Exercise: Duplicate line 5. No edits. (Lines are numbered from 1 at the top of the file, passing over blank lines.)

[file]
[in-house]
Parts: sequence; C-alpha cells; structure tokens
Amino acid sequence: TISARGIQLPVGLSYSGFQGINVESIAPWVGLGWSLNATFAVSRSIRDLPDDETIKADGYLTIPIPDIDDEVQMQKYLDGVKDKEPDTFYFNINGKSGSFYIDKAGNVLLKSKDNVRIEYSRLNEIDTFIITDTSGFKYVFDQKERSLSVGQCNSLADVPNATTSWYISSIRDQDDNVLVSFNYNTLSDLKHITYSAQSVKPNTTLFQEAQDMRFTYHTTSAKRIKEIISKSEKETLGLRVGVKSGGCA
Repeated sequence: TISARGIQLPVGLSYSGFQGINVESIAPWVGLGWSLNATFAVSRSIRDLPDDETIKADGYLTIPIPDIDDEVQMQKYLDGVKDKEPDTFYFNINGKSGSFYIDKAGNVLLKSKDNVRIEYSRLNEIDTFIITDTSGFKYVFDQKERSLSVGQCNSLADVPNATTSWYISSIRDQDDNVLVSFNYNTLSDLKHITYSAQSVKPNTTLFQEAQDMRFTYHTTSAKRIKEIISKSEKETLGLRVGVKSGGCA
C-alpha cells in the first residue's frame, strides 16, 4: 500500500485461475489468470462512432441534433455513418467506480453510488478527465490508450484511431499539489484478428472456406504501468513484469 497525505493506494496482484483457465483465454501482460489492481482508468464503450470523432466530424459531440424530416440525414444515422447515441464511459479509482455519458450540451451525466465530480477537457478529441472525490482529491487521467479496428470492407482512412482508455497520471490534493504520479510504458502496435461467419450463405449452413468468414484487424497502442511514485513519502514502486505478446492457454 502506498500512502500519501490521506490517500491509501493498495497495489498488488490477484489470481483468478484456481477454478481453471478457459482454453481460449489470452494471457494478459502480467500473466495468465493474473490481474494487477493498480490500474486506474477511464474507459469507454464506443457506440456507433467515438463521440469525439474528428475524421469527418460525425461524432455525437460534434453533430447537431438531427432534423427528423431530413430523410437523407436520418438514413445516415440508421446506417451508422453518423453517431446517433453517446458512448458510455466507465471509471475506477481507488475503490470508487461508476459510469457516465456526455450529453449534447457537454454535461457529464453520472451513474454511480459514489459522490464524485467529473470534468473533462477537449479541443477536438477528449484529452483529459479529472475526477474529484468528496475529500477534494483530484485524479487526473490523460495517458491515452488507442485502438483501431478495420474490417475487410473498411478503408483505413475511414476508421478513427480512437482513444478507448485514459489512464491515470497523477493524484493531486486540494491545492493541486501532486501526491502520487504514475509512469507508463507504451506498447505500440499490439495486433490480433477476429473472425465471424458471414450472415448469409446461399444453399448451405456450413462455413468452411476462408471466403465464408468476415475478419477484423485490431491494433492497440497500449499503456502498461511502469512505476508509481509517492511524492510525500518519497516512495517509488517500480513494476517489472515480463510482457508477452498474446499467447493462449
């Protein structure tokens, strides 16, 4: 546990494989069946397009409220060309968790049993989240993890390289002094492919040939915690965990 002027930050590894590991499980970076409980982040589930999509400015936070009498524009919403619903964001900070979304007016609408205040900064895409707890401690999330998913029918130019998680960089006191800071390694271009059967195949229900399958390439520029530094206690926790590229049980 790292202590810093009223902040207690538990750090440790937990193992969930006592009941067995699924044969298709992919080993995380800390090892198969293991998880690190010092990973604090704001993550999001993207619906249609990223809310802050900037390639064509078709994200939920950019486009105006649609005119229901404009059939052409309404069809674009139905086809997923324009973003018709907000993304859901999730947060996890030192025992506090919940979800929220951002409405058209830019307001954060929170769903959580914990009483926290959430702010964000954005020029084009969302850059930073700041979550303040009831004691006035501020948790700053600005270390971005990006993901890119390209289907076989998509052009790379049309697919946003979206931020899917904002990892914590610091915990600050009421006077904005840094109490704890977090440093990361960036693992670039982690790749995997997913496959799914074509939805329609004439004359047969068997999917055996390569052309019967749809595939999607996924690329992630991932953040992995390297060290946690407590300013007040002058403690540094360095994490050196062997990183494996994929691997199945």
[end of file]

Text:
C-alpha cells in the first residue's frame, strides 16, 4: 500500500485461475489468470462512432441534433455513418467506480453510488478527465490508450484511431499539489484478428472456406504501468513484469 497525505493506494496482484483457465483465454501482460489492481482508468464503450470523432466530424459531440424530416440525414444515422447515441464511459479509482455519458450540451451525466465530480477537457478529441472525490482529491487521467479496428470492407482512412482508455497520471490534493504520479510504458502496435461467419450463405449452413468468414484487424497502442511514485513519502514502486505478446492457454 502506498500512502500519501490521506490517500491509501493498495497495489498488488490477484489470481483468478484456481477454478481453471478457459482454453481460449489470452494471457494478459502480467500473466495468465493474473490481474494487477493498480490500474486506474477511464474507459469507454464506443457506440456507433467515438463521440469525439474528428475524421469527418460525425461524432455525437460534434453533430447537431438531427432534423427528423431530413430523410437523407436520418438514413445516415440508421446506417451508422453518423453517431446517433453517446458512448458510455466507465471509471475506477481507488475503490470508487461508476459510469457516465456526455450529453449534447457537454454535461457529464453520472451513474454511480459514489459522490464524485467529473470534468473533462477537449479541443477536438477528449484529452483529459479529472475526477474529484468528496475529500477534494483530484485524479487526473490523460495517458491515452488507442485502438483501431478495420474490417475487410473498411478503408483505413475511414476508421478513427480512437482513444478507448485514459489512464491515470497523477493524484493531486486540494491545492493541486501532486501526491502520487504514475509512469507508463507504451506498447505500440499490439495486433490480433477476429473472425465471424458471414450472415448469409446461399444453399448451405456450413462455413468452411476462408471466403465464408468476415475478419477484423485490431491494433492497440497500449499503456502498461511502469512505476508509481509517492511524492510525500518519497516512495517509488517500480513494476517489472515480463510482457508477452498474446499467447493462449